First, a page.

[Bitcoin-development] Squashing redundant tx data in blocks on the wire

Jeff Garzik jgarzik at bitpay.com
Fri Jul 18 17:48:47 UTC 2014

On a flood-fill network, you don't want to create a storm of "I
already have this" replies.

On Fri, Jul 18, 2014 at 1:39 PM, Kaz Wesley <keziahw at gmail.com> wrote:
> Peers exchanging mempool priority policies is great; that accomplishes
> the flexibility in what txes to remember that I was going for with the
> forget-filters, but much more neatly, with less overhead and some side
> benefits.
> Here's what I'm picturing now:
> - exchange priority policies in peer introductions
> - assign unique sequential IDs in the order the transactions were
> inved (per peer)
> - receiving a getdata for a tx updates last-known-peer-received inv to
> all invs up to the one referenced
> - include ID-last-received, last-known-peer-received in sparse block
> - reference txes in sparse block by index in receiver's
> prioritiziation with peer's sent invs up to ID-last-received and
> sender's prior invs up to last-known-peer-received
> Possible new messages:
> - sparseblock
> - invack message a node can send at times when it's received a bunch
> of invs it already has, so it hasn't acked with a getdata in a while
> - gettx: getdata, but using new sequential ID to save 28 bytes per tx
> It seems important for ordering policies to be able to be specified in
> as much detail as possible. Parameters that should be available:
> - total inputs
> - total outputs
> - bytes
> - coin days destroyed
> - net UTXO size change
> - sigops
> - is data carrier
> - is output raw multisig
> - age in mempool
> - what else?
> This parameter set should be extensible to allow for unforeseen future factors.
> Ordering policies should allow arbitrary algebraic combinations of
> their parameters, as well as thresholds. Boolean combinations of
> sub-policies would also be desirable. This could be implemented with a
> tx-script-like stack-based language, in which each supported tx
> property is pushed onto the stack by a particular opcode, and
> +-*//min/max/boolean operators combine them to yield the sort key.
> Difficult parameters:
> * Coin-days-destroyed: changes, peers need agreement on when (if?)
> it's recalculated. Probably can just not recalculate, but peers still
> need agreement on "time seen" to get CDD.
> * Age in mempool: seems intractable in terms of time, but could be
> done easily in terms of "how many txes old is this sequential ID"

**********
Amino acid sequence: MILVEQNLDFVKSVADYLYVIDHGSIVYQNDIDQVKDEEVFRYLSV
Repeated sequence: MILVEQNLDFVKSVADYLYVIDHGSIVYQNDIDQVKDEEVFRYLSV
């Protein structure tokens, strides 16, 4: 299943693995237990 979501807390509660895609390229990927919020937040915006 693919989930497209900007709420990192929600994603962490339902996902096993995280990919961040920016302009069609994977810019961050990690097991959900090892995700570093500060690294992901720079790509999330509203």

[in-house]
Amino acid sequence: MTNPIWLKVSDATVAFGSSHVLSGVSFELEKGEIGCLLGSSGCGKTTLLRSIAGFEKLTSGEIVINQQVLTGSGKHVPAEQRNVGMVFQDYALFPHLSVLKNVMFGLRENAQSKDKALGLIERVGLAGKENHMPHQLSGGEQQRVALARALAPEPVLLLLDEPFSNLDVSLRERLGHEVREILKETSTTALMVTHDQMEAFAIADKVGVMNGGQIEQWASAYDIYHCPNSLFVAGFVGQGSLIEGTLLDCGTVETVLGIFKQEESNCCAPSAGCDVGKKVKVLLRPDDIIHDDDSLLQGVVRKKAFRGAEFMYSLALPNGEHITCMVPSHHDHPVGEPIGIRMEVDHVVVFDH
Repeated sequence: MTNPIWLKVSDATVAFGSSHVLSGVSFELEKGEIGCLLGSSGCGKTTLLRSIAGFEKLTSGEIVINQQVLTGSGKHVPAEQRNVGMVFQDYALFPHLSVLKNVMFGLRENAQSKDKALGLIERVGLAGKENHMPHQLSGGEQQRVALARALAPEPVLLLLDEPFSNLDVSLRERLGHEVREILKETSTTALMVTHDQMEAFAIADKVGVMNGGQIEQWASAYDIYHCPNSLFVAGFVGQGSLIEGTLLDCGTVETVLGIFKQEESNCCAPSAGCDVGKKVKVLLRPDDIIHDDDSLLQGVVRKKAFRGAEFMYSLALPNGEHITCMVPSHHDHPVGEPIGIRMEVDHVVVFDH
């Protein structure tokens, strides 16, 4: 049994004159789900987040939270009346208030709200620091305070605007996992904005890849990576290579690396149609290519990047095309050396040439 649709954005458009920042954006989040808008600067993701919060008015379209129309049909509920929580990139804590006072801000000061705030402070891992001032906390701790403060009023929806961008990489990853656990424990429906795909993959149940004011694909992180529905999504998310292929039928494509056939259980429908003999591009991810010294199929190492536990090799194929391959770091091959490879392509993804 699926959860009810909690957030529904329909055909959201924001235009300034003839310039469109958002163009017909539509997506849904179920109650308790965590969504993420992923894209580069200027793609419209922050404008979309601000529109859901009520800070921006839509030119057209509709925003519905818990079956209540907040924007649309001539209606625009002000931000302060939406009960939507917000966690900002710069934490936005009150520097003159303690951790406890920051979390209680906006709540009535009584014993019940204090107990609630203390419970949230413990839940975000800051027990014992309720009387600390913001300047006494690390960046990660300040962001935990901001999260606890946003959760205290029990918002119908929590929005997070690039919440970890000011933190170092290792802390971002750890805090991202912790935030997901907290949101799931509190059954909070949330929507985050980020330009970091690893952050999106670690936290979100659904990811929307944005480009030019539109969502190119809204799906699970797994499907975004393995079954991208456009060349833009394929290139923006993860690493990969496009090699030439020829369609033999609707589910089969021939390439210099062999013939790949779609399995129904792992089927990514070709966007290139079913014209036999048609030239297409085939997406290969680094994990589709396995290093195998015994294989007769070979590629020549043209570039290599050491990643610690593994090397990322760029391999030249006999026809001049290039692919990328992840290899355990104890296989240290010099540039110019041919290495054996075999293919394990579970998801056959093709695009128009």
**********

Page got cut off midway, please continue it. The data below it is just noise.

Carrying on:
> One potential pitfall: this allows for an environment of completely
> heterogeneous mempool policies. I think that's a good thing, but we
> need to avoid a situation where only least-common-denominator
> transactions make it farther than a hop or two, and we don't want
> nodes to have a strong preference for connecting to like-minded peers
> since clustering reduces overall connectivity. It may be worthwhile to
> add a parallel mechanism for relay policies, to differentiate between
> what a node would keep in its mempool vs. what it wouldn't even relay
> and doesn't want to see at all. Relay policies could be specified just
> like prioritization policies, but with the final stack value evaluated
> in a boolean context.
> An interesting additional use of policy-scripts would be a
> standardized way for miners to include a policy script in a coinbase,
> allowing miners a mechanism to advertise things like their relative
> price of sigops vs bytes. Nodes may then choose to take this
> information into account in order to optimize their mempool policies
> for likelihood of consistency with future blocks. Since policy scripts
> provide only relative information on prices of different transaction
> properties rather than an absolute fee, this should not allow miners
> to "vote fees up", although care would need to be taken they wouldn't
> be able to drive up prices by claiming common transaction types are at
> the high end of the fee scale.
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Jeff Garzik
Bitcoin core developer and open source evangelist
BitPay, Inc.      https://bitpay.com/

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